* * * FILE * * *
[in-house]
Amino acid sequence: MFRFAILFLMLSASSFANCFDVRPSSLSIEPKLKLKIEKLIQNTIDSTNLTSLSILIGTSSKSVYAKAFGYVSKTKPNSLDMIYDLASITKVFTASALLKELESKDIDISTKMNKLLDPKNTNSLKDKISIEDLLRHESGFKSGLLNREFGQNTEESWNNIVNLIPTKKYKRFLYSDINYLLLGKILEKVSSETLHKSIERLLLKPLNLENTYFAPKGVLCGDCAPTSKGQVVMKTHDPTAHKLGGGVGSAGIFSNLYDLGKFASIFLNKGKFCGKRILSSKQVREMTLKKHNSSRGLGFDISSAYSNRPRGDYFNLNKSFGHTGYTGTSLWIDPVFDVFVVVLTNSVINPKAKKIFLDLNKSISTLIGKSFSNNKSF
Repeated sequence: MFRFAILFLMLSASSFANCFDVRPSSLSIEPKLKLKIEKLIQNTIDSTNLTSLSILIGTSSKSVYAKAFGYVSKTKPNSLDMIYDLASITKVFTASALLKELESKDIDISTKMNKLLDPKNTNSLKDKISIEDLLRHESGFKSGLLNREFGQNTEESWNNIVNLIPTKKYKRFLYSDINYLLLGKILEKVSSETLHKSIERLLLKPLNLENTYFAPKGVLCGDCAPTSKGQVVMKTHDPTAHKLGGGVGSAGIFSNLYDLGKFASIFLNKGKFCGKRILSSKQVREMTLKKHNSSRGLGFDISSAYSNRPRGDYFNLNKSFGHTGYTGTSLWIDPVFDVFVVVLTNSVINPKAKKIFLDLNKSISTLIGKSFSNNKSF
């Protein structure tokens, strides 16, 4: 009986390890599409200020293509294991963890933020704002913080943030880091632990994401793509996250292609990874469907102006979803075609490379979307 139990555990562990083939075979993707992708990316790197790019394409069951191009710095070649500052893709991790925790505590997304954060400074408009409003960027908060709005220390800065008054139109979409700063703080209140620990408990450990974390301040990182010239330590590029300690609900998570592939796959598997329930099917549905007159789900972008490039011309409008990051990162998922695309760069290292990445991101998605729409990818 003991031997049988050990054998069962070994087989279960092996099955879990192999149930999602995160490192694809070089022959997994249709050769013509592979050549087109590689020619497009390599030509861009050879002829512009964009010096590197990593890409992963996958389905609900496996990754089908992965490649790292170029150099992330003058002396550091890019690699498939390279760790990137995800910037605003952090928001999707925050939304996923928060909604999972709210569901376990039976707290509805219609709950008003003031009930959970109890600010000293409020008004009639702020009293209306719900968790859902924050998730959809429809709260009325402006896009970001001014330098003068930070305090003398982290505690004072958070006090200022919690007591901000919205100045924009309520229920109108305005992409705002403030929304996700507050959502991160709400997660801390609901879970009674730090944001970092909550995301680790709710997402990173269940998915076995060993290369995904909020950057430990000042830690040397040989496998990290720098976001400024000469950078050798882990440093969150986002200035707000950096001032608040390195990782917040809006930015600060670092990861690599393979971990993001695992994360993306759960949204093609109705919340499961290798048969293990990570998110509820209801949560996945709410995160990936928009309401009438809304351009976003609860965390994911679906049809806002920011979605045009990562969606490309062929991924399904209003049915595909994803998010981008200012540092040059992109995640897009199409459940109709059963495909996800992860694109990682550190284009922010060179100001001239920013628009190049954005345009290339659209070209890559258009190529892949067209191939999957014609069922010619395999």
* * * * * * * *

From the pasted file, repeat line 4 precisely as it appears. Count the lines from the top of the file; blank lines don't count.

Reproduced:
């Protein structure tokens, strides 16, 4: 009986390890599409200020293509294991963890933020704002913080943030880091632990994401793509996250292609990874469907102006979803075609490379979307 139990555990562990083939075979993707992708990316790197790019394409069951191009710095070649500052893709991790925790505590997304954060400074408009409003960027908060709005220390800065008054139109979409700063703080209140620990408990450990974390301040990182010239330590590029300690609900998570592939796959598997329930099917549905007159789900972008490039011309409008990051990162998922695309760069290292990445991101998605729409990818 003991031997049988050990054998069962070994087989279960092996099955879990192999149930999602995160490192694809070089022959997994249709050769013509592979050549087109590689020619497009390599030509861009050879002829512009964009010096590197990593890409992963996958389905609900496996990754089908992965490649790292170029150099992330003058002396550091890019690699498939390279760790990137995800910037605003952090928001999707925050939304996923928060909604999972709210569901376990039976707290509805219609709950008003003031009930959970109890600010000293409020008004009639702020009293209306719900968790859902924050998730959809429809709260009325402006896009970001001014330098003068930070305090003398982290505690004072958070006090200022919690007591901000919205100045924009309520229920109108305005992409705002403030929304996700507050959502991160709400997660801390609901879970009674730090944001970092909550995301680790709710997402990173269940998915076995060993290369995904909020950057430990000042830690040397040989496998990290720098976001400024000469950078050798882990440093969150986002200035707000950096001032608040390195990782917040809006930015600060670092990861690599393979971990993001695992994360993306759960949204093609109705919340499961290798048969293990990570998110509820209801949560996945709410995160990936928009309401009438809304351009976003609860965390994911679906049809806002920011979605045009990562969606490309062929991924399904209003049915595909994803998010981008200012540092040059992109995640897009199409459940109709059963495909996800992860694109990682550190284009922010060179100001001239920013628009190049954005345009290339659209070209890559258009190529892949067209191939999957014609069922010619395999």